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I am going through Professor Skiena's textbook and he says that there are 3 types of cut-nodes - root, bridge cut node, and parent cut node.

Now if the earliest reachable ancestor from a node is itself, it's parent and the node (if not leaf) become bridge cut nodes.

My question is that we have a simple 2-node undirected graph -> A --- B.

In this case, B's earliest reachable ancestor is B itself and hence A becomes the bridge cut node. However, I am unsure that should be the case; since if I delete A, even then B exists and the num_components = 1?

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  • $\begingroup$ Could you give a more precise reference to what you're talking about than "[somewhere in] Professr Skiena's textbook"? $\endgroup$ – David Richerby Aug 2 '18 at 10:39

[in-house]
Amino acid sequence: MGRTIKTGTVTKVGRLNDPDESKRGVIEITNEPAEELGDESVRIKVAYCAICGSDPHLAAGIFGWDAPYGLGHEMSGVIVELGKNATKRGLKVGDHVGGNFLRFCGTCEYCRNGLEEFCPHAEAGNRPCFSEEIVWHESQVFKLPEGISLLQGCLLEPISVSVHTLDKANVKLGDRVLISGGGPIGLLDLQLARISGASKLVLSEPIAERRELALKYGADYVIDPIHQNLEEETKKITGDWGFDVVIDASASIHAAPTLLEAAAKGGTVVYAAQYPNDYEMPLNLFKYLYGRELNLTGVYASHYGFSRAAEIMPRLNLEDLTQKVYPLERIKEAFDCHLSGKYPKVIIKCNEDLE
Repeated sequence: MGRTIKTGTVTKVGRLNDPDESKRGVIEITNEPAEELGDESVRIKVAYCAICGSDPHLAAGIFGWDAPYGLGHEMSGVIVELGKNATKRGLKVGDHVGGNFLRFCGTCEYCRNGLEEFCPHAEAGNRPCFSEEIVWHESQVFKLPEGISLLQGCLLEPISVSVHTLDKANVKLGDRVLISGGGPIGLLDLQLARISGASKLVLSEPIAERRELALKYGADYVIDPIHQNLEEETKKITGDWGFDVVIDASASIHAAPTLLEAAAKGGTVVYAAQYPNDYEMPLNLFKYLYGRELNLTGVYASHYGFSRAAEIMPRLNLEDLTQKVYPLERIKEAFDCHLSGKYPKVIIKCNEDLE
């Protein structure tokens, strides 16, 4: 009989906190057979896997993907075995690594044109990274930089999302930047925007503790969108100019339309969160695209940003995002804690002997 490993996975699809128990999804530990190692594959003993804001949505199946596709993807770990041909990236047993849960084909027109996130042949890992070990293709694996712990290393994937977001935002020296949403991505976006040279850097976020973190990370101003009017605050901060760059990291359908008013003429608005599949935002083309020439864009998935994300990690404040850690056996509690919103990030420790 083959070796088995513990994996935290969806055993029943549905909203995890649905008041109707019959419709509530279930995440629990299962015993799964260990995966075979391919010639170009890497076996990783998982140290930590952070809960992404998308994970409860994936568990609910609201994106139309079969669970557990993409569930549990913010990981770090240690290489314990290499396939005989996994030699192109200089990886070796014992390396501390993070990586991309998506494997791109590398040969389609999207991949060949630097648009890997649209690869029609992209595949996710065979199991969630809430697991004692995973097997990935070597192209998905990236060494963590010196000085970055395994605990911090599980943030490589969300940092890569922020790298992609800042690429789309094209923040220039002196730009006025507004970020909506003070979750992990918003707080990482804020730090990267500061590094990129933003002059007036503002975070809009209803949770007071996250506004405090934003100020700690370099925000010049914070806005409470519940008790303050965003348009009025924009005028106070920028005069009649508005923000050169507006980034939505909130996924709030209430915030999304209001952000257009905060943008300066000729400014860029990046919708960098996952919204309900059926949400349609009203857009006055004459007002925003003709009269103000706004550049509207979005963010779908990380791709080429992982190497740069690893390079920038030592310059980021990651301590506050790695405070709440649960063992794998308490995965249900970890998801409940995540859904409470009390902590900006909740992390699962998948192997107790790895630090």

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By definition, a graph that has only one vertex is connected.

That's to say if you delete A, the graph B is still connected. Clearly, A is not a cut-node because it can't disconnect the graph. So is vertex B.

A vertex is a parent/bridge cut-node if and only if it is not root vertex.

The concepts of these three types of cut-node are introduced by Skiena's in his own book, so these concepts are not very rigorous. An errata list may be a good supplement.

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